Sourav Ganguly, realpolitik and his penchant for power

Navneet Mundhra
·4-min read

As Sachin Tendulkar geared up to play his penultimate Test in Kolkata in 2013, his former teammate Sourav Ganguly was asked whether Sachin is more popular than him in Kolkata.

The former Indian skipper smiled and said: "Yes, but only for these five days."

Ganguly, who took over the reins of Indian cricket team as captain in 2000, was credited with having ushered in many things. From bringing about a paradigm shift in the way the team played and expressed itself on the ground to instilling aggression into the squad to fully backing his favourite players — who later became legends in their own right — and abolishing regionalism, yes, he did pioneer quite a few things.

His infamous skirmish with the then Indian cricket team coach and former Australia captain, Greg Chappell, hogged the headlines at the end of his reign, but that's for later.

(Photo by Himanshu Bhatt/NurPhoto via Getty Images)
(Photo by Himanshu Bhatt/NurPhoto via Getty Images)

During his captaincy, Ganguly had an almost vice-like stranglehold over the team. The youngsters he backed — Virender Sehwag, Yuvraj SIngh, Harbhajan Singh and Zaheer Khan — swore by him. Yuvraj once famously remarked, "One can die on the field for a captain like him."

Sourav also adroitly kept senior cricketers — Sachin Tendulkar, Rahul Dravid, VVS Laxman and Anil Kumble — in good humour. On the field, the team appeared like a united force and it did reasonably well during his tenure.

As the Indian cricket team saw an upward trajectory, the personal aura and brand of Sourav Ganguly also expanded significantly. In his state, West Bengal, he acquired an almost God-like adulation, which persists to date.

As a batsman, while his One-Day International record was stellar when he was the captain, his Test record was well below par. In 49 Tests as captain, he averaged just 37 with the bat. But that never became a talking point and lay hidden in the shimmering glory of his captaincy.

Be it team selection or issues related to the cricket board, his word invariably prevailed. The reason Ganguly managed to have his untrammelled way lies in his knack for realpolitik. As a captain, he aligned himself firmly with Jagmohan Dalmiya, a powerful cricket administrator, who became the BCCI president in 2001.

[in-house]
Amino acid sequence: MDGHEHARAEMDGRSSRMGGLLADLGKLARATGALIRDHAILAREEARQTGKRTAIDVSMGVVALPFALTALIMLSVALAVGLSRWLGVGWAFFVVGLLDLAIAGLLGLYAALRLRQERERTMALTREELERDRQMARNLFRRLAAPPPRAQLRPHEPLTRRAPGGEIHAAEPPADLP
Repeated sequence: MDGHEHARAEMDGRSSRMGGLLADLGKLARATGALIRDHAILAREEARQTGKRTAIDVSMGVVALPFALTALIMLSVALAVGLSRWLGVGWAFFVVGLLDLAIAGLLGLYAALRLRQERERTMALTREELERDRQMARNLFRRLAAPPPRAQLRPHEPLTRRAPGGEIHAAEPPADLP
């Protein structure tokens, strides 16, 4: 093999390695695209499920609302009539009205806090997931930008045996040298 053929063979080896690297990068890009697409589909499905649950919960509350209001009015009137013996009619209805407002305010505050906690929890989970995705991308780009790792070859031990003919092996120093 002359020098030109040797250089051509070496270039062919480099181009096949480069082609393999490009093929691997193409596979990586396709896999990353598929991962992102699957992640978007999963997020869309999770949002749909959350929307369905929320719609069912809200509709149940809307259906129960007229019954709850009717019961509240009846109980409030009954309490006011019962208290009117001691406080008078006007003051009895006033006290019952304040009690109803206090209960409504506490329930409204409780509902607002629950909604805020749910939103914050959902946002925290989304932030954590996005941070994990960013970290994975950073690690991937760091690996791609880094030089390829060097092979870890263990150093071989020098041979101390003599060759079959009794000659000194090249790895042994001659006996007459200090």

Ganguly enjoyed equal and unstinted support from the group of players he backed and from the board.

Unlike his predecessors, who were either too meek to have their say or were at loggerheads with either their players or the board, Ganguly walked the thin line with skillful precision.

It was evident to everyone that he thoroughly relished the captaincy and all the clout that came with it.

In 2005, when the redoubtable Sharad Pawar (chief of Nationalist Congress Party) ousted Dalmiya's coterie in the internal elections of the Board of Control for Cricket in India (BCCI), Ganguly's clout came unstuck. He lost his captaincy owing to his flaming row with the coach Chappell, who he had handpicked, but by then he had ruled the Indian cricket for five years with an iron grip.

Ambition, however, is not a degenerative commodity. Even after his retirement, Ganguly didn't lose any of his swagger and fierce ambition. He became president of the Cricket Association of Bengal (CAB) and served two terms. Then, in October 2019, he was elected as the president of the BCCI. 

Before him, former cricketers used to be a part of selection panels but the post of the BCCI president was the preserve of politicians or business magnets as it requires 'skills' and manoeuvring other than just cricketing pedigree. He is the first Indian cricketer to head the BCCI in 65 years and that underscores his knack for realpolitik and penchant for power.

Since then there has been huge buzz that Ganguly, as is his wont, has aligned himself with the ruling dispensation at the Centre — the Bharatiya Janata Party. He is often seen fraternising with BCCI secretary Jay Shah, son of the Home Minister Amit Shah, who is considered to be the second most powerful man in India.

Ganguly has never denied his proximity with the ruling dispensation publicly, but he has not openly admitted to his affiliation either.

With Bengal elections just round the corner and the BJP leaving no stone unturned to topple the Trinamool Congress and Chief Minister Mamata Banerjee, it is speculated that Ganguly might soon be inducted into the saffron party fold.

Amit Shah has already made it clear that if the BJP comes to power, the chief minister would be a 'dhartiputra' (son of the soil). Given the fact that Ganguly is still celebrated as the brightest 'Bengal icon', the arrangement could well suit both the parties. Combative, ambitious, shrewd and no-holds-barred - Ganguly's persona sits well with the current avatar of the BJP.

The BJP, which has gained tremendous foothold in the state, would benefit immensely from Ganguly's popularity, credibility and stature. Also, his induction could well deliver the coup de grace to the uptight TMC and Mamata.

As for Ganguly, he is never content to be an appendage. Always hankering to be the top man at the job, the chief minister’s post might just be the sinecure that could lure him to take the plunge into electoral politics.


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